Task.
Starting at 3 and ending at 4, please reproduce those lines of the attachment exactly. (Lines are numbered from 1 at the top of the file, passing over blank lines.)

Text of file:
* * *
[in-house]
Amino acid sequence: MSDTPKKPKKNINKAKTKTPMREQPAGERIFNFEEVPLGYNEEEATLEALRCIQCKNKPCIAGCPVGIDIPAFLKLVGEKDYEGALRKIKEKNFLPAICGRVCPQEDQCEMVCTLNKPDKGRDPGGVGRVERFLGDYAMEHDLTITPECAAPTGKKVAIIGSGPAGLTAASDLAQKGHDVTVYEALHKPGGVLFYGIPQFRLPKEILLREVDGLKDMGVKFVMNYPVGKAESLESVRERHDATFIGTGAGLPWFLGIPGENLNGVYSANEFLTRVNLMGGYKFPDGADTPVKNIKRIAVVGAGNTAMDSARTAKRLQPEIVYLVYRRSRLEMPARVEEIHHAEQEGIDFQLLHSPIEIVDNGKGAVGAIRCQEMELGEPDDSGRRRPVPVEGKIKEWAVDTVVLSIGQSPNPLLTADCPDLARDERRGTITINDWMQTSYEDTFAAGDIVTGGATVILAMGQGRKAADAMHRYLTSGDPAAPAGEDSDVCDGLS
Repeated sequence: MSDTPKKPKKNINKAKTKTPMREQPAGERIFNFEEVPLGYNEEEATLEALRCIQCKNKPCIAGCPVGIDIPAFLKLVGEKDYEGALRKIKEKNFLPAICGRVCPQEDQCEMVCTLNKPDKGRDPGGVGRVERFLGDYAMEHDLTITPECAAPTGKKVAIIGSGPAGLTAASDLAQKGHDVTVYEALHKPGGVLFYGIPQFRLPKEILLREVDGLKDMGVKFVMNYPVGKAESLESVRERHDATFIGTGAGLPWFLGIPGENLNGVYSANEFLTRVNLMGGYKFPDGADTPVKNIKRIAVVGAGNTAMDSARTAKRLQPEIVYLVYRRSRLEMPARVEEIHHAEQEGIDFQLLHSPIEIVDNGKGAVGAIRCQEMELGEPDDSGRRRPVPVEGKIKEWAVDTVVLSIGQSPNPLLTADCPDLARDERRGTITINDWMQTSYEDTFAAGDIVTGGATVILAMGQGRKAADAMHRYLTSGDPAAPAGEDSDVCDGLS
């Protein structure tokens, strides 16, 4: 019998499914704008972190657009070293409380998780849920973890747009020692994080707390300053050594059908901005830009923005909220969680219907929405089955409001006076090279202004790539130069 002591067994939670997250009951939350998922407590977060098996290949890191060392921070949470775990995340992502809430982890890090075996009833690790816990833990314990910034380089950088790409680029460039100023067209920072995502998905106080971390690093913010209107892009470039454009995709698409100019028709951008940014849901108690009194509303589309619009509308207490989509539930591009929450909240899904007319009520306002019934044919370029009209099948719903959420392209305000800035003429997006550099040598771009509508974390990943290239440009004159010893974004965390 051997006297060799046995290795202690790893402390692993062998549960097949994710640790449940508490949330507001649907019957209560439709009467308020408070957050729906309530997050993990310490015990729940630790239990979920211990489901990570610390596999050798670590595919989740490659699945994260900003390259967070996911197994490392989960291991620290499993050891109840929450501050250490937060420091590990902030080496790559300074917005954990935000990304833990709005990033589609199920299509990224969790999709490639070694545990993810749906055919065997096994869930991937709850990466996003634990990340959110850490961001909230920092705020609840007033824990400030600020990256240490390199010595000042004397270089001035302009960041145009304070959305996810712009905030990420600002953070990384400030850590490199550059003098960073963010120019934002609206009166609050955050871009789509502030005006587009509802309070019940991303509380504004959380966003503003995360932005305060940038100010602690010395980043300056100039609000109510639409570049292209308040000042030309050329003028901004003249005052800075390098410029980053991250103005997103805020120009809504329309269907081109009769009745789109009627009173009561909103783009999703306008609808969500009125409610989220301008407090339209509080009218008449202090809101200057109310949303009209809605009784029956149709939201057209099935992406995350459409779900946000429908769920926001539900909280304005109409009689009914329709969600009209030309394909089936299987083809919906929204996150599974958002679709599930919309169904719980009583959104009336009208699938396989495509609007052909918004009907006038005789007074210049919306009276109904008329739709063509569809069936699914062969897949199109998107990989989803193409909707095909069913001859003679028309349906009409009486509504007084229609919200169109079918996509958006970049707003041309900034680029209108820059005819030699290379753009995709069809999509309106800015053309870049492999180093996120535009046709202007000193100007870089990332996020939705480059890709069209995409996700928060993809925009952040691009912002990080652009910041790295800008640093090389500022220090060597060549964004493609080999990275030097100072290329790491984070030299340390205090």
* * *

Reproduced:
Repeated sequence: MSDTPKKPKKNINKAKTKTPMREQPAGERIFNFEEVPLGYNEEEATLEALRCIQCKNKPCIAGCPVGIDIPAFLKLVGEKDYEGALRKIKEKNFLPAICGRVCPQEDQCEMVCTLNKPDKGRDPGGVGRVERFLGDYAMEHDLTITPECAAPTGKKVAIIGSGPAGLTAASDLAQKGHDVTVYEALHKPGGVLFYGIPQFRLPKEILLREVDGLKDMGVKFVMNYPVGKAESLESVRERHDATFIGTGAGLPWFLGIPGENLNGVYSANEFLTRVNLMGGYKFPDGADTPVKNIKRIAVVGAGNTAMDSARTAKRLQPEIVYLVYRRSRLEMPARVEEIHHAEQEGIDFQLLHSPIEIVDNGKGAVGAIRCQEMELGEPDDSGRRRPVPVEGKIKEWAVDTVVLSIGQSPNPLLTADCPDLARDERRGTITINDWMQTSYEDTFAAGDIVTGGATVILAMGQGRKAADAMHRYLTSGDPAAPAGEDSDVCDGLS
């Protein structure tokens, strides 16, 4: 019998499914704008972190657009070293409380998780849920973890747009020692994080707390300053050594059908901005830009923005909220969680219907929405089955409001006076090279202004790539130069 002591067994939670997250009951939350998922407590977060098996290949890191060392921070949470775990995340992502809430982890890090075996009833690790816990833990314990910034380089950088790409680029460039100023067209920072995502998905106080971390690093913010209107892009470039454009995709698409100019028709951008940014849901108690009194509303589309619009509308207490989509539930591009929450909240899904007319009520306002019934044919370029009209099948719903959420392209305000800035003429997006550099040598771009509508974390990943290239440009004159010893974004965390 051997006297060799046995290795202690790893402390692993062998549960097949994710640790449940508490949330507001649907019957209560439709009467308020408070957050729906309530997050993990310490015990729940630790239990979920211990489901990570610390596999050798670590595919989740490659699945994260900003390259967070996911197994490392989960291991620290499993050891109840929450501050250490937060420091590990902030080496790559300074917005954990935000990304833990709005990033589609199920299509990224969790999709490639070694545990993810749906055919065997096994869930991937709850990466996003634990990340959110850490961001909230920092705020609840007033824990400030600020990256240490390199010595000042004397270089001035302009960041145009304070959305996810712009905030990420600002953070990384400030850590490199550059003098960073963010120019934002609206009166609050955050871009789509502030005006587009509802309070019940991303509380504004959380966003503003995360932005305060940038100010602690010395980043300056100039609000109510639409570049292209308040000042030309050329003028901004003249005052800075390098410029980053991250103005997103805020120009809504329309269907081109009769009745789109009627009173009561909103783009999703306008609808969500009125409610989220301008407090339209509080009218008449202090809101200057109310949303009209809605009784029956149709939201057209099935992406995350459409779900946000429908769920926001539900909280304005109409009689009914329709969600009209030309394909089936299987083809919906929204996150599974958002679709599930919309169904719980009583959104009336009208699938396989495509609007052909918004009907006038005789007074210049919306009276109904008329739709063509569809069936699914062969897949199109998107990989989803193409909707095909069913001859003679028309349906009409009486509504007084229609919200169109079918996509958006970049707003041309900034680029209108820059005819030699290379753009995709069809999509309106800015053309870049492999180093996120535009046709202007000193100007870089990332996020939705480059890709069209995409996700928060993809925009952040691009912002990080652009910041790295800008640093090389500022220090060597060549964004493609080999990275030097100072290329790491984070030299340390205090």